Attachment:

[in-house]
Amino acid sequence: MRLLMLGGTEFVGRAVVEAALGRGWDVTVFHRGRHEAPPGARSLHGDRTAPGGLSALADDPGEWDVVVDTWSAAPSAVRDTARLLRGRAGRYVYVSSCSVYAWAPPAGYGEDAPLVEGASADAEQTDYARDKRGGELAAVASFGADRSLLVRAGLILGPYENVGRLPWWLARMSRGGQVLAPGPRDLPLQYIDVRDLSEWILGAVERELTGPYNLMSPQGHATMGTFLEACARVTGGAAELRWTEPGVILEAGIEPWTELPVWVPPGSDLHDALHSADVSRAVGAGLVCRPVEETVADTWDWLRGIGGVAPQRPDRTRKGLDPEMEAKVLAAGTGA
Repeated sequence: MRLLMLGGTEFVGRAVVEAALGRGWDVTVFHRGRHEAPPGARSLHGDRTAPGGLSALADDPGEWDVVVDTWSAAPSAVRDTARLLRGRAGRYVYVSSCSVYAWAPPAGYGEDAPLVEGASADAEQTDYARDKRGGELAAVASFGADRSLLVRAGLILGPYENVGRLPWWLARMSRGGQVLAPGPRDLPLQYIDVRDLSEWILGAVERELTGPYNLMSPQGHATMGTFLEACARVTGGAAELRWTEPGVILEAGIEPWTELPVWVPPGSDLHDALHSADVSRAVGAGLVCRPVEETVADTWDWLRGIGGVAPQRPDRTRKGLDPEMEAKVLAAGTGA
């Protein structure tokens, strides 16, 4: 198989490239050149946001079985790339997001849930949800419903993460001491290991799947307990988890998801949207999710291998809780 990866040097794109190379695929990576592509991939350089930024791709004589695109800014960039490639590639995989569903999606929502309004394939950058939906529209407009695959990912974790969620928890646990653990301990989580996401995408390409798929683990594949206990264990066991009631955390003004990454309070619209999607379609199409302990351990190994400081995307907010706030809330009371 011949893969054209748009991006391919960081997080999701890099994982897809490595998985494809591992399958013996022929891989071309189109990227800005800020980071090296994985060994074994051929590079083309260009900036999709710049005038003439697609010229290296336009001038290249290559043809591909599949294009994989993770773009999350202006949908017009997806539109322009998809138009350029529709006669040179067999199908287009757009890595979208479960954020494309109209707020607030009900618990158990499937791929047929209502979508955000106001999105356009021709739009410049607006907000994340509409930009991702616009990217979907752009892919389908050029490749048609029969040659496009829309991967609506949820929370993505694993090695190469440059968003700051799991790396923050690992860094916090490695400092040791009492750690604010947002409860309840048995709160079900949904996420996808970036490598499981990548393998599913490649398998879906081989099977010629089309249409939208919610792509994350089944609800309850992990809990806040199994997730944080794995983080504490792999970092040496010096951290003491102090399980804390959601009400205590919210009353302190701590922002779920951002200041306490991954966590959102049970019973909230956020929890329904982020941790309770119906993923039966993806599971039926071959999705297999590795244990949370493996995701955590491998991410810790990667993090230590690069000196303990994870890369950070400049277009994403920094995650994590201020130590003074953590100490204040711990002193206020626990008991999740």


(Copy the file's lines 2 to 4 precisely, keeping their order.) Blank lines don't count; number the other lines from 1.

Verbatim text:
Amino acid sequence: MRLLMLGGTEFVGRAVVEAALGRGWDVTVFHRGRHEAPPGARSLHGDRTAPGGLSALADDPGEWDVVVDTWSAAPSAVRDTARLLRGRAGRYVYVSSCSVYAWAPPAGYGEDAPLVEGASADAEQTDYARDKRGGELAAVASFGADRSLLVRAGLILGPYENVGRLPWWLARMSRGGQVLAPGPRDLPLQYIDVRDLSEWILGAVERELTGPYNLMSPQGHATMGTFLEACARVTGGAAELRWTEPGVILEAGIEPWTELPVWVPPGSDLHDALHSADVSRAVGAGLVCRPVEETVADTWDWLRGIGGVAPQRPDRTRKGLDPEMEAKVLAAGTGA
Repeated sequence: MRLLMLGGTEFVGRAVVEAALGRGWDVTVFHRGRHEAPPGARSLHGDRTAPGGLSALADDPGEWDVVVDTWSAAPSAVRDTARLLRGRAGRYVYVSSCSVYAWAPPAGYGEDAPLVEGASADAEQTDYARDKRGGELAAVASFGADRSLLVRAGLILGPYENVGRLPWWLARMSRGGQVLAPGPRDLPLQYIDVRDLSEWILGAVERELTGPYNLMSPQGHATMGTFLEACARVTGGAAELRWTEPGVILEAGIEPWTELPVWVPPGSDLHDALHSADVSRAVGAGLVCRPVEETVADTWDWLRGIGGVAPQRPDRTRKGLDPEMEAKVLAAGTGA
């Protein structure tokens, strides 16, 4: 198989490239050149946001079985790339997001849930949800419903993460001491290991799947307990988890998801949207999710291998809780 990866040097794109190379695929990576592509991939350089930024791709004589695109800014960039490639590639995989569903999606929502309004394939950058939906529209407009695959990912974790969620928890646990653990301990989580996401995408390409798929683990594949206990264990066991009631955390003004990454309070619209999607379609199409302990351990190994400081995307907010706030809330009371 011949893969054209748009991006391919960081997080999701890099994982897809490595998985494809591992399958013996022929891989071309189109990227800005800020980071090296994985060994074994051929590079083309260009900036999709710049005038003439697609010229290296336009001038290249290559043809591909599949294009994989993770773009999350202006949908017009997806539109322009998809138009350029529709006669040179067999199908287009757009890595979208479960954020494309109209707020607030009900618990158990499937791929047929209502979508955000106001999105356009021709739009410049607006907000994340509409930009991702616009990217979907752009892919389908050029490749048609029969040659496009829309991967609506949820929370993505694993090695190469440059968003700051799991790396923050690992860094916090490695400092040791009492750690604010947002409860309840048995709160079900949904996420996808970036490598499981990548393998599913490649398998879906081989099977010629089309249409939208919610792509994350089944609800309850992990809990806040199994997730944080794995983080504490792999970092040496010096951290003491102090399980804390959601009400205590919210009353302190701590922002779920951002200041306490991954966590959102049970019973909230956020929890329904982020941790309770119906993923039966993806599971039926071959999705297999590795244990949370493996995701955590491998991410810790990667993090230590690069000196303990994870890369950070400049277009994403920094995650994590201020130590003074953590100490204040711990002193206020626990008991999740």